Sub angular and sub rounded sands are somewhere in between. They have a tendency to not be too deep or to compact as readily. With diligent studied maintenance these sands can be handled to provide a tailored riding surface that fits your riding preference.
Particle size is also incredibly important when selecting a sand for your riding arena. Before we cover particle size however, let’s discuss how to look at a sieve analysis. Sieve sizes are an indicator of how many “holes” there are in a screen per square inch. So, something with a sieve of 60 has, let’s say 60 holes per inch and sieve of 120 has 120 holes per inch. The actual number of holes is not directly related to the sieve number, but the relative size of the holes is linear as described in this example. In order for a 120 sieve to have 120 holes in the same area as a 60 sieve the holes need to be half as large, thus allowing only smaller particles to pass through. The smaller the sieve number, the larger the particles and the larger the sieve number the smaller the particles.
Now, when selecting an acceptable particle size profile there are a few things to consider. Larger particles, regardless of angularity, will ride more deeply than small particles. Classified sands with a very tight spec of particle sizes will also tend to ride more deeply than a spec that covers a broader spectrum of particle sizes. Particle sizes smaller than a sieve of 120 should be avoided and a large amount of material that ends up in the “pan” on the sieve analysis means dust. A sieve analysis that shows an even mix of particles ranging from 18 to 100 should make for an ideal arena surface for most disciplines. We will again emphasize here that the quality and consistency of your horse arena footing does not stop when you have selected your surface. Moisture levels, additives, drainage, and maintenance regimes all play an important role in the characteristics of your riding experience.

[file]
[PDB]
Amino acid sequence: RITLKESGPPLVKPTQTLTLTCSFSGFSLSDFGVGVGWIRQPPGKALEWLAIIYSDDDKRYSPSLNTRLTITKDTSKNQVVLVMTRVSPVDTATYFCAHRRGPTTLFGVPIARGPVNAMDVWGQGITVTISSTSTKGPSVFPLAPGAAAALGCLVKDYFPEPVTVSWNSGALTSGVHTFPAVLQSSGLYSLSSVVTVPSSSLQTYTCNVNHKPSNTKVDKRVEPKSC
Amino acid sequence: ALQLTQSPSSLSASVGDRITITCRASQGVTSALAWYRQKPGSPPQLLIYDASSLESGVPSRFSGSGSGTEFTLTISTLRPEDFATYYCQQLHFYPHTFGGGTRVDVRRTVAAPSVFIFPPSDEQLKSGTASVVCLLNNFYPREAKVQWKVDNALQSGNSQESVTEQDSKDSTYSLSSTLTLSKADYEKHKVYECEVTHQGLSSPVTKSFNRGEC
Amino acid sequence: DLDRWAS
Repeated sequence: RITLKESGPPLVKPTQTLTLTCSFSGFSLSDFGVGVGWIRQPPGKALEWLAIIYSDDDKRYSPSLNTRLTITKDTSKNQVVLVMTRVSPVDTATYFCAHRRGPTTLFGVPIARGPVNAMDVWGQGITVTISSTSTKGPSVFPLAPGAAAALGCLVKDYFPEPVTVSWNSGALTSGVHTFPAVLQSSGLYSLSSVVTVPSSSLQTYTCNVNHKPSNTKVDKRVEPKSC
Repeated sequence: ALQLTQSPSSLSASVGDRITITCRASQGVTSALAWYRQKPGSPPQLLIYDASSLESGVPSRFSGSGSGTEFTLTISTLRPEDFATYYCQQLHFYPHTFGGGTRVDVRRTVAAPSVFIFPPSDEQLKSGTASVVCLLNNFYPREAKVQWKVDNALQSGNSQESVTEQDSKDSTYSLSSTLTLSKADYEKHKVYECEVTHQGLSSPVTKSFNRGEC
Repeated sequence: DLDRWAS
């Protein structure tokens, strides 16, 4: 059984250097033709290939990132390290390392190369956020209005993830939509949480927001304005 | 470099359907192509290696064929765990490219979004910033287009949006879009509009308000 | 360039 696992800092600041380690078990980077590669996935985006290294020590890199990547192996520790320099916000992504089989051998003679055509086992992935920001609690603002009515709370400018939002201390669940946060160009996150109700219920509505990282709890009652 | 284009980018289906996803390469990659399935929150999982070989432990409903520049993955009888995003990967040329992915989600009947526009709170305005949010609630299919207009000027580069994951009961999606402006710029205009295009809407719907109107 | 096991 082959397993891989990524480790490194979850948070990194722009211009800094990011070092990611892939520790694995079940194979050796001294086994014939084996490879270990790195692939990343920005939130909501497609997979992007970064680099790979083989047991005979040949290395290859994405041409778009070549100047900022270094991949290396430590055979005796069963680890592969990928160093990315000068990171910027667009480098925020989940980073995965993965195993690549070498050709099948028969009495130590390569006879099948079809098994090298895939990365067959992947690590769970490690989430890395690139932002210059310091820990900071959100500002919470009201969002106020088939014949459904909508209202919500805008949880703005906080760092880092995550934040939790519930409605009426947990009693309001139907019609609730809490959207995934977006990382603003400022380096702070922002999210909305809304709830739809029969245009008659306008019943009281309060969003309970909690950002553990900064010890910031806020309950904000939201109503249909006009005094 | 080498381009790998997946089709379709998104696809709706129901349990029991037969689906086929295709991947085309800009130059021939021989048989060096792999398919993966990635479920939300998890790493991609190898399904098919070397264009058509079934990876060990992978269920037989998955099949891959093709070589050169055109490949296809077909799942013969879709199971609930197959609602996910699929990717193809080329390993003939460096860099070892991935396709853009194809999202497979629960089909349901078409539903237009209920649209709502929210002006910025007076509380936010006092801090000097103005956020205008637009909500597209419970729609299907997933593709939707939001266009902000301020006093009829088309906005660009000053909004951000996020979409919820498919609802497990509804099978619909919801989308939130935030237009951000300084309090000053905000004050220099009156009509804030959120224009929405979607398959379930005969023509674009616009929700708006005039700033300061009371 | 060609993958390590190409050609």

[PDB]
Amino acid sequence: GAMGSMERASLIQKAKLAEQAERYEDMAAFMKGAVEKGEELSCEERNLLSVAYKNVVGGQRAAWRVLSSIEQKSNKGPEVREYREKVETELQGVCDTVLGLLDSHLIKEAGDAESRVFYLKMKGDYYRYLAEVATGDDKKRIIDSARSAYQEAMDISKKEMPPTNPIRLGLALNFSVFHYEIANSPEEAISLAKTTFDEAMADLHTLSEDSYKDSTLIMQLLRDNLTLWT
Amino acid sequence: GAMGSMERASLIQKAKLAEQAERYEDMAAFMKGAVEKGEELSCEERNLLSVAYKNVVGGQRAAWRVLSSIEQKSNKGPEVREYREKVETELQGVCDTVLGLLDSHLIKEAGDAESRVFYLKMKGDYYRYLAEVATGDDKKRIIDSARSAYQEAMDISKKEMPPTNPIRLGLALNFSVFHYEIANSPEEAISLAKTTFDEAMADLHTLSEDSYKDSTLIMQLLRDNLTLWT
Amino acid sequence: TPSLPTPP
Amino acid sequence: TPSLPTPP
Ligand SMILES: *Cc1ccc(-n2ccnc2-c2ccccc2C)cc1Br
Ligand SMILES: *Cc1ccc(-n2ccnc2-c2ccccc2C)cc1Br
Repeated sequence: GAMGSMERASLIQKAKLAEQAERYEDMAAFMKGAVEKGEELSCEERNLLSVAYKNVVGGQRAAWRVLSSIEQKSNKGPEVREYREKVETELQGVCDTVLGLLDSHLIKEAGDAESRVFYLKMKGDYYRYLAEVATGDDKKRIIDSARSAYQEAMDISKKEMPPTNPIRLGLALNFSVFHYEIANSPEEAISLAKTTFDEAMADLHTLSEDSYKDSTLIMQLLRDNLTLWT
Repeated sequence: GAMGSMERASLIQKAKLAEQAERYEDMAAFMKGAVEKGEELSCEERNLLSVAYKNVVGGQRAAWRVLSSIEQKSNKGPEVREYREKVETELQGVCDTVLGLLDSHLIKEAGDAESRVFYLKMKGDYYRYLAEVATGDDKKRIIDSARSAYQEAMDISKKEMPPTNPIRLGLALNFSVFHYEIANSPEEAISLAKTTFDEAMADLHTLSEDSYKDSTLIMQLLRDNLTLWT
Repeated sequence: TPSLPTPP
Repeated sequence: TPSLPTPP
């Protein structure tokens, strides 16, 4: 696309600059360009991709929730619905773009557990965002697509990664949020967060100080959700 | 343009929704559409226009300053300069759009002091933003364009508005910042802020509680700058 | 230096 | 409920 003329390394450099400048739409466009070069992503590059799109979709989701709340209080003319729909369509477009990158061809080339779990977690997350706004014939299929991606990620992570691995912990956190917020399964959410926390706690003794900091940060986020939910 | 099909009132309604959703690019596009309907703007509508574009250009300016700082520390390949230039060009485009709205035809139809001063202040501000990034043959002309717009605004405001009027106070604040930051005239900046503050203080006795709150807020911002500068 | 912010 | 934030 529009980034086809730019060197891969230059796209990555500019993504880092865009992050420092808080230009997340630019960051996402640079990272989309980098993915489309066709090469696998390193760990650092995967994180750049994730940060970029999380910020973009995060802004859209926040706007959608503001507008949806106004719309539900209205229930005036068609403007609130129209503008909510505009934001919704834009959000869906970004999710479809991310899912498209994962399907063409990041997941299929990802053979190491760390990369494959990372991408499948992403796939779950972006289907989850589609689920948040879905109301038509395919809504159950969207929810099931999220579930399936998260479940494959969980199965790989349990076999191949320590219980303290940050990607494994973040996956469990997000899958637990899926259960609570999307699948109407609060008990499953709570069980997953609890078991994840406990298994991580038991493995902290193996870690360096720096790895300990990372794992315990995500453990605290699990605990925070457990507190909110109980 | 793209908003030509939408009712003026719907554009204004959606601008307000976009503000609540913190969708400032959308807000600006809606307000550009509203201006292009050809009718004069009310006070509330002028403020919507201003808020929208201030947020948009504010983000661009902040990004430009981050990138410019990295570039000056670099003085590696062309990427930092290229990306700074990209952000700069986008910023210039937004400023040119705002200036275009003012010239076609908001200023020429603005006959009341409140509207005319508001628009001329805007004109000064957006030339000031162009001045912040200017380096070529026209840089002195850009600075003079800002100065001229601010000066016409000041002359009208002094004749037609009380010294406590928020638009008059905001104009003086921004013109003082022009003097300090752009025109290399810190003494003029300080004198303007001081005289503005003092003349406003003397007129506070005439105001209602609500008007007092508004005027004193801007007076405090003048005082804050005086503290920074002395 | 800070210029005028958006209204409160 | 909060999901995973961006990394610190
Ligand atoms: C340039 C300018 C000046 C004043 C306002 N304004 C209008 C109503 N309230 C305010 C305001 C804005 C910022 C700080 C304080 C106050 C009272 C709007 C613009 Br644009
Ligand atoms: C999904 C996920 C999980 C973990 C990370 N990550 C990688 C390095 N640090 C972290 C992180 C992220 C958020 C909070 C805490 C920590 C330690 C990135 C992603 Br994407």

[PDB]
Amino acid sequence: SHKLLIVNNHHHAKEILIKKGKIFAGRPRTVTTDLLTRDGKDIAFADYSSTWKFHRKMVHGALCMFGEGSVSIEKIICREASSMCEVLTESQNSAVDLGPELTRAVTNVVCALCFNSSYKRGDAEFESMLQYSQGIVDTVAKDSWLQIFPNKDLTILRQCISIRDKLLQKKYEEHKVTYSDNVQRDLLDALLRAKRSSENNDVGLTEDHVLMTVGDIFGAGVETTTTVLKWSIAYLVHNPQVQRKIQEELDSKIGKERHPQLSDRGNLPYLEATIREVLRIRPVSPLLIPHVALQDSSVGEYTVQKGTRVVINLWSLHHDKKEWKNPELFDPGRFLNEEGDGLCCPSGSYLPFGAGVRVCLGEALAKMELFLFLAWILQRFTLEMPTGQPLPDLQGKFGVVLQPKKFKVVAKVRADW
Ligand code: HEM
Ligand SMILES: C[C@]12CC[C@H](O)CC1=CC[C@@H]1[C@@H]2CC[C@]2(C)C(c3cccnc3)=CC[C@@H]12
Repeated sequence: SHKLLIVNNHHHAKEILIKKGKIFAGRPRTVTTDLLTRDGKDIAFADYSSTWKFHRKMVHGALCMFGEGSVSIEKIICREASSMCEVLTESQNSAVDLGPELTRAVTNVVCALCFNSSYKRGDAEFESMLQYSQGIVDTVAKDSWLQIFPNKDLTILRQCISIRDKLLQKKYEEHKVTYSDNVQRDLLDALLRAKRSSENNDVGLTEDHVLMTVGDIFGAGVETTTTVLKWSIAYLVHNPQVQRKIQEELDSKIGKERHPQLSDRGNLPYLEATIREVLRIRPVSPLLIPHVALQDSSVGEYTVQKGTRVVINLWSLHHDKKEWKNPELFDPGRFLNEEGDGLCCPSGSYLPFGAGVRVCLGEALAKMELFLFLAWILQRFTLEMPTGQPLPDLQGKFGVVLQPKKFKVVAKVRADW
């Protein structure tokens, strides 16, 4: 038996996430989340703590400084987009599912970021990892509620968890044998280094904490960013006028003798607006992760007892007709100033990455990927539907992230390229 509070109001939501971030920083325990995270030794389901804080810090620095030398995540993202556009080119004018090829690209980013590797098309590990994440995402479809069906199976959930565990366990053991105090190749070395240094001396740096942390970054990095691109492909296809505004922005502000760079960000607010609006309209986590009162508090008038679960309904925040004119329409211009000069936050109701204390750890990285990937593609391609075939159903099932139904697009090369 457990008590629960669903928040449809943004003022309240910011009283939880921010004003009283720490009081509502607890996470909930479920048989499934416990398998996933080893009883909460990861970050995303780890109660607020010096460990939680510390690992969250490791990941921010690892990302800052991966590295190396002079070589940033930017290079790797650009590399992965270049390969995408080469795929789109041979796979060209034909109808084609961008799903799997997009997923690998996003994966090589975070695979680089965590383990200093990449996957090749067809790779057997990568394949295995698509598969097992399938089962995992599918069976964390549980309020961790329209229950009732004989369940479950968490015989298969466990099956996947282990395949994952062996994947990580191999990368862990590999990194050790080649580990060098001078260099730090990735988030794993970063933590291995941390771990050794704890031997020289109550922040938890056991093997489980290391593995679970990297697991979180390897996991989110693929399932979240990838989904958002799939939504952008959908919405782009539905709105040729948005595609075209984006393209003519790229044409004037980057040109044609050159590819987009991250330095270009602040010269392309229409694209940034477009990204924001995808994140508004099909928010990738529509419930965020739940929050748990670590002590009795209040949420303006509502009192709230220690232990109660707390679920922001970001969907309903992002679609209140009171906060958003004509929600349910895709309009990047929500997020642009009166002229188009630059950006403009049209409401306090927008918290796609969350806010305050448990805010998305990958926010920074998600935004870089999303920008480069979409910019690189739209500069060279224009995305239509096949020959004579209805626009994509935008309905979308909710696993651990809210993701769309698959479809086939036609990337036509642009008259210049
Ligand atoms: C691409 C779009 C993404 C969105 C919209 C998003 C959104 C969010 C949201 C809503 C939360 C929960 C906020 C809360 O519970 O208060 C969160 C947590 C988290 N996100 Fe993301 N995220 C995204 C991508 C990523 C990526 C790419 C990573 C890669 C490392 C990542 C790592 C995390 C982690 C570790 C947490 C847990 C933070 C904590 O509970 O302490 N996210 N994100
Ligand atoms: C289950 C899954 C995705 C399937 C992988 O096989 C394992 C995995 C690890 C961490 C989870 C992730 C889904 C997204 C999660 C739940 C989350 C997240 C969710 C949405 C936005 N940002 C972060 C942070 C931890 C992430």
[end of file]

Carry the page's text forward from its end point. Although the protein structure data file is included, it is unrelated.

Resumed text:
The biggest thing to know about sand is that there are hard minerals and soft minerals. This has been defined by geologist and put in to a scale called the “Mohs scale of mineral hardness”. Softer minerals are more easily broken down and breakdown of your sand means DUST. The hardest mineral that is commercially, and affordably, available is quartz (SiO2) with feldspar (commonly KAlSi3O8 or NaAlSi3O8 or CaAl2Si2O8) coming in a close second. These should be your main focus when looking for quality sand. In most of the sands available in the USA lighter colored or clear particles indicate a high quartz content, darker flat particles are usually an indicator of mica which falls near the bottom of the scale and can easily be crushed between your finger nails. Be careful to not base your assessment solely on the basis of color. Minerals come in all shades and the quality cannot be assessed at a glance from afar. The take away is that softer minerals will breakdown more quickly and cause dust. Understand the type and percentages of the minerals in your sand before committing.